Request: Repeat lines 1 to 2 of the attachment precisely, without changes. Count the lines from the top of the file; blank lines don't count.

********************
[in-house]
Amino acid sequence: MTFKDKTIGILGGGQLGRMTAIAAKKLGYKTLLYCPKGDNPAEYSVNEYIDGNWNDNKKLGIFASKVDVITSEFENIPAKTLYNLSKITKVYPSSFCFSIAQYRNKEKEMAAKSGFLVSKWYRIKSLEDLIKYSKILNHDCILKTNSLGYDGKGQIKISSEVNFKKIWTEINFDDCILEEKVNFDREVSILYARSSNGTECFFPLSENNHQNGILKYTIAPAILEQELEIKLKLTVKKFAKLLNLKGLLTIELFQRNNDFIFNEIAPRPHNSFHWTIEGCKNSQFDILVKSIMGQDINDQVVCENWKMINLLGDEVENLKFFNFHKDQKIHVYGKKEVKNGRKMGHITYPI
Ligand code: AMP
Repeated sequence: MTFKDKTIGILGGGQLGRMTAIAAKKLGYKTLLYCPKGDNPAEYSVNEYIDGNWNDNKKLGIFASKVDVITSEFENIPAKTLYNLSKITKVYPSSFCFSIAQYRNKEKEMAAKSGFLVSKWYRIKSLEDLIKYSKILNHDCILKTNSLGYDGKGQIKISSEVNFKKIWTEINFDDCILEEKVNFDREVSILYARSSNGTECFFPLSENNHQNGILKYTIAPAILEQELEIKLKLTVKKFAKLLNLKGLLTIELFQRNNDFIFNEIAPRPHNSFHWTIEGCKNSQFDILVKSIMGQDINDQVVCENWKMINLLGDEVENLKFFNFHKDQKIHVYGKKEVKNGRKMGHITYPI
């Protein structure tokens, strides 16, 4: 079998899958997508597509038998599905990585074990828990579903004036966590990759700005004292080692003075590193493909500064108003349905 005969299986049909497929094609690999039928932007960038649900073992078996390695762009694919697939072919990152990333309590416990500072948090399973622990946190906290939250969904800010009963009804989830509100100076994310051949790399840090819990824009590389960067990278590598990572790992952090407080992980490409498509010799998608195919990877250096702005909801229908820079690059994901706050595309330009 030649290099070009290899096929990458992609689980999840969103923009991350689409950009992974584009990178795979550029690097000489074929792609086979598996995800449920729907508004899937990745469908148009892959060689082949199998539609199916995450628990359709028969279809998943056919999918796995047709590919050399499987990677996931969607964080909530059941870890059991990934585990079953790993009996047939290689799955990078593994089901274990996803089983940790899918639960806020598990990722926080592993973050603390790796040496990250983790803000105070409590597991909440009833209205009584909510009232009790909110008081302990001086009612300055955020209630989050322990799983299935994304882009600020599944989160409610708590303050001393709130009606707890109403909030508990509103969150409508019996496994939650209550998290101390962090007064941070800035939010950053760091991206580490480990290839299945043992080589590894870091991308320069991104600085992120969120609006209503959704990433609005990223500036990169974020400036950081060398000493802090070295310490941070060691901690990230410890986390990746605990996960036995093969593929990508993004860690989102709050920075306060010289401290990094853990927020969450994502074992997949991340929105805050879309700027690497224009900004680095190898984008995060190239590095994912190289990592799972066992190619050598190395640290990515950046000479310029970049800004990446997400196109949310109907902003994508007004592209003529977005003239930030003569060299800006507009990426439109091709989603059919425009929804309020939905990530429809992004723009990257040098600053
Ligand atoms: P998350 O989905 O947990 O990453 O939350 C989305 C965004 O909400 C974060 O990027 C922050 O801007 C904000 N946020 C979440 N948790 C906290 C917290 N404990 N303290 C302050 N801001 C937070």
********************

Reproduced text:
[in-house]
Amino acid sequence: MTFKDKTIGILGGGQLGRMTAIAAKKLGYKTLLYCPKGDNPAEYSVNEYIDGNWNDNKKLGIFASKVDVITSEFENIPAKTLYNLSKITKVYPSSFCFSIAQYRNKEKEMAAKSGFLVSKWYRIKSLEDLIKYSKILNHDCILKTNSLGYDGKGQIKISSEVNFKKIWTEINFDDCILEEKVNFDREVSILYARSSNGTECFFPLSENNHQNGILKYTIAPAILEQELEIKLKLTVKKFAKLLNLKGLLTIELFQRNNDFIFNEIAPRPHNSFHWTIEGCKNSQFDILVKSIMGQDINDQVVCENWKMINLLGDEVENLKFFNFHKDQKIHVYGKKEVKNGRKMGHITYPI